Researcher Robert Vrijenhoek, working off the coast of California, discovered a decaying whale colonized by worms called Osedax; but they all appeared to be female worms feeding on the dead whale. As it turns out, the females contain microscopic “sperm packages” which are the males, or at least what they had been reduced to in some evolutionary joke on men. The males are “little sperm factories living off blobs of yolk”. “They just sit there giving sperm to the female until their yolk runs out,” according to Australian researcher Greg Rouse.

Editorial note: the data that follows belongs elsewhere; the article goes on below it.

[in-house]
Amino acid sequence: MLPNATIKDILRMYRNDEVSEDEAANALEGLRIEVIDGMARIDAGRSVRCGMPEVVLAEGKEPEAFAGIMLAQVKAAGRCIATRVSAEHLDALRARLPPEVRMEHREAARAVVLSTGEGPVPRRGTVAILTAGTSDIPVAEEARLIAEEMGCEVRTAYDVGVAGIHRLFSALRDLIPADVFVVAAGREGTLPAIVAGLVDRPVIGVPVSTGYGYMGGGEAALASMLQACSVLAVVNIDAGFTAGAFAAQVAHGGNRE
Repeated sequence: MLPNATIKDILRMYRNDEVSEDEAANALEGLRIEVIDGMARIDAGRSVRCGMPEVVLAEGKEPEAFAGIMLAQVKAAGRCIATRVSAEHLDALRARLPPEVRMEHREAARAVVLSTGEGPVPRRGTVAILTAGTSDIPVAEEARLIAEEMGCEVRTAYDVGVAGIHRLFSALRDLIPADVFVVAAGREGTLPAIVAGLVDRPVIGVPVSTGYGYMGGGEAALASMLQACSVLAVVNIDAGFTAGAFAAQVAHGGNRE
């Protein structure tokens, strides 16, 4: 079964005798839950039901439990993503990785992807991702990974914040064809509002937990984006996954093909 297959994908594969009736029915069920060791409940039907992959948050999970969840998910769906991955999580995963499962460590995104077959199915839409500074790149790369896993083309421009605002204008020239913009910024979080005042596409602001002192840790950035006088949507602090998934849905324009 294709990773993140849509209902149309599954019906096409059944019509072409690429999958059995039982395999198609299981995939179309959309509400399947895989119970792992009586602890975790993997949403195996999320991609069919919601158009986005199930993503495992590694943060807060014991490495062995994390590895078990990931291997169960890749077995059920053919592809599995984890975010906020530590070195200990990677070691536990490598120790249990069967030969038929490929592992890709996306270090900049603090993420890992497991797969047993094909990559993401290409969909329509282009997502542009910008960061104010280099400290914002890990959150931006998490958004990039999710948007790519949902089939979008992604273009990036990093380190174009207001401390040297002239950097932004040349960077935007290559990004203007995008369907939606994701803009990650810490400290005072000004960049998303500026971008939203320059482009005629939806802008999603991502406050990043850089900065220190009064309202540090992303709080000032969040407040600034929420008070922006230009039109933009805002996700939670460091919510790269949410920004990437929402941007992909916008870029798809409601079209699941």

“Sexual dimorphism –where males and females exist in different forms – is common in the natural world. In humans, males are just slightly bigger than females. In some angler fish species, on the other hand, the male is comically petite, attaching himself to the female and withering away, leaving only his testes.”
In the case of Osedax, “the males live their whole itty-bitty lives inside the tubes of the females, servicing their reproductive needs in an otherwise thankless existence”. Remind you of any of your married friends?
(National Geographic, The Science of Things: Who Knew? Ladies’ Lunch: It’s strictly the females who line up at this buffet, by Joel Achenbach, February 2005)